Apple’s secret VR headset has just been revealed in a major leak

Bloomberg journalist Mark Gurman has revealed how Apple’s upcoming mixed-reality headset will work in precise detail. This is the clearest look yet at Apple’s top-secret project — potentially dubbed Reality Pro — as so far we’ve had to rely on disparate rumors from various unrelated sources.

The headset will have hand and eye tracking capabilities, which Gurman believes will be a “major selling point” for the device. The movements of each user’s hands would be tracked by external cameras, while internal sensors would follow eye movements. As a result, users will be able to select on-screen items such as apps and buttons just by looking at them.

A render of Apple's VR headset.
Apple AR / VR headset render Ian Zelbo

Once an item is selected, users will activate it by linking their thumb and forefinger together. There will be no need for bulky or uncomfortable controllers, leaving users’ hands free. That’s something even the best VR headsets out there are struggling to offer.

On the inside, Apple’s headset will feature two ultra-high-resolution displays for showing virtual reality (VR) content, while external cameras will manage the device’s augmented reality (AR) mode. If you wear glasses, Apple will offer custom prescription lenses that fit into the headset’s enclosure.

But while the visuals will be incredible, the audio will reportedly be less so. It’ll come with integrated speakers, but if you want a full spatial audio experience, Gurman says you’ll need to wear the AirPods with a headset.

Mirroring the Apple Watch, the Reality Pro will have its own Digital Crown. This will let you switch between VR and AR modes by twisting the dial, which Apple hopes will be an attractive selling point. Physically, the headset will be made from aluminum, glass and cushions, and will be “reminiscent of Apple’s $550 AirPods Max headphones.”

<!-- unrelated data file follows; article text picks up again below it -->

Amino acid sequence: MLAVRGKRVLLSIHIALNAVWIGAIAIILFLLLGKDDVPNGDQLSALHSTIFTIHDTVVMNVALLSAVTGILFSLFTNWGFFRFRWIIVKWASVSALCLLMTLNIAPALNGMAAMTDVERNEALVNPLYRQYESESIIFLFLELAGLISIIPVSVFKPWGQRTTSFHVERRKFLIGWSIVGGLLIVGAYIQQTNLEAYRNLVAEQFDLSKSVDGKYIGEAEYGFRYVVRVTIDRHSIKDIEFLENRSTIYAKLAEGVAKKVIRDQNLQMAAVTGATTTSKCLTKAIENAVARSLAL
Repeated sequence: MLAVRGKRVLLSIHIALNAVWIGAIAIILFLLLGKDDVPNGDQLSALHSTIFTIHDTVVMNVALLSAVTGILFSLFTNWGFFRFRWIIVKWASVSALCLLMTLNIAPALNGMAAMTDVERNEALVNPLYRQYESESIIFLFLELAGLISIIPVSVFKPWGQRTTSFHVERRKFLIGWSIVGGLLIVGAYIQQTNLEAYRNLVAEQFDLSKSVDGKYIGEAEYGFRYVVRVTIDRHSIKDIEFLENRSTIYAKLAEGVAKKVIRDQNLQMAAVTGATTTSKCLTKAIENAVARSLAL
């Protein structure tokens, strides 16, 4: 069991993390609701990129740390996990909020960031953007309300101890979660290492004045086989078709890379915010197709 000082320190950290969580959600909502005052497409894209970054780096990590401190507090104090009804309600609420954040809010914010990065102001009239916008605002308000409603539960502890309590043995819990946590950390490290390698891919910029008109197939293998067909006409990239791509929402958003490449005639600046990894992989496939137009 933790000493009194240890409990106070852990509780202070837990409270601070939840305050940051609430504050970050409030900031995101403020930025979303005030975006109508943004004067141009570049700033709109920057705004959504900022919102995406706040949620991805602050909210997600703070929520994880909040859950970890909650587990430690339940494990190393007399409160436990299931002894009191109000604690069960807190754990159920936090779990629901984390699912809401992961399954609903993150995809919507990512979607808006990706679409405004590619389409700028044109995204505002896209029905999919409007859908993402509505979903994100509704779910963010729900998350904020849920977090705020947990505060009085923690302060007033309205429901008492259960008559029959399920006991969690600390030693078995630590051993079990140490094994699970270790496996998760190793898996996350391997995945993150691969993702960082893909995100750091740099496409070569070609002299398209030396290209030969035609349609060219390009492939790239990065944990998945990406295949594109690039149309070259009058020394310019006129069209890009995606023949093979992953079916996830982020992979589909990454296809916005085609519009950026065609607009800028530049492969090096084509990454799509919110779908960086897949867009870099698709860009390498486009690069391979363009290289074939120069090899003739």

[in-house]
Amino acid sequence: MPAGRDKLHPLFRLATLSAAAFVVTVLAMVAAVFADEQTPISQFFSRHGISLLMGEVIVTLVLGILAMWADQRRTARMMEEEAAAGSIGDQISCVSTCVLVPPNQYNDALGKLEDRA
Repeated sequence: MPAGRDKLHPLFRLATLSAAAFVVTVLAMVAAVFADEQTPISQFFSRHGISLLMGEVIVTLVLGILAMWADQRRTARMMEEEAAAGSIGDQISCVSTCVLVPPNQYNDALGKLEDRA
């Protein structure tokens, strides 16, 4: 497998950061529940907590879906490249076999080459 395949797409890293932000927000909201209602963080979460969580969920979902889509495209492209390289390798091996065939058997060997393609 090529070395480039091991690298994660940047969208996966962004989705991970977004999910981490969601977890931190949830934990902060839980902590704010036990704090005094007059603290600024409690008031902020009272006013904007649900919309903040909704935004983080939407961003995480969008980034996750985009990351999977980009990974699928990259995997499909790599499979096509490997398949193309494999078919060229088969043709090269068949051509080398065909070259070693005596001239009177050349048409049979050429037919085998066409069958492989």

familiar-feeling software

A woman wearing a VR headset is reaching out.
Mark Naz / shutterstock

Gurman described the headset as representing an “ambitious attempt to create a 3D version of the iPhone’s operating system”. This will include versions of familiar apps like Safari, Photos, Mail, Messages and Calendar that will exist in a three-dimensional environment. There will also be the App Store and Apple’s entertainment services including Apple Music and Apple TV+.

The interface with these apps will be similar to the iOS and iPadOS home screens, with a grid of icons and widgets that can be rearranged. If users want to input text, they will be able to use Siri voice control or type using an iPhone, iPad, or Mac keyboard. Gurman claims that Apple is working on letting users type in mid-air on a virtual keyboard, but the feature is unlikely to be ready for launch.

One major integration will be with Apple’s own FaceTime video-calling app. Gurman says the headset will “virtually render the user’s face and full body in virtual reality” during calls. Unlike the Meta Quest Pro headset, this one won’t take a cartoonish approach to user avatars. However, this would only happen in face-to-face calls due to the “huge processing power” required. In all other calls, participants will be displayed as an icon or Memoji.

The report suggests that the Realme Pro will be able to act as an external monitor for Mac. The idea is that you can sit at your desk wearing the headset, using your Mac’s mouse and keyboard to view its display in the headset.

All of these experiences will be powered by variants of the M2 chip as well as a dedicated graphics chip called the Reality Processor. That power makes the device hotter, so Apple has offloaded the battery (which lasts about two hours on each charge) into a separate unit that attaches to the headset and sits in your pocket. There will also be a fan to keep things cool.

a costly loss leader

Apple VR Headset Concept by Antonio De Rosa
Antonio de Rosa

According to Gurman, Apple plans to unveil Reality Pro this spring (likely at a special event), although those plans may change. Apple will talk more deeply about it at its Worldwide Developers Conference (WWDC) in June, before revealing the device in the spring, then releasing the product later in 2023.

The device will cost $3,000 and may initially be available only in the US. Interestingly, despite the high price, Apple apparently won’t turn a profit on Reality Pro, at least initially. Apple is apparently working on a cheaper version that will be offered for closer to $1,500 and will launch in 2024 or 2025.

Mark Gurman has a very strong track record when it comes to Apple leaks, and the highly detailed nature of his reports suggests that he trusts his sources. Still, it’s best to take the claims with a pinch of salt, as we’re still a few months away from seeing the device, and a lot can change in that time.

Regardless, if even a fraction of Gurman’s report is accurate, the Reality Pro could be one of the most intriguing Apple devices of recent years. No doubt a lot of people — Apple’s competitors included — will be watching very closely.

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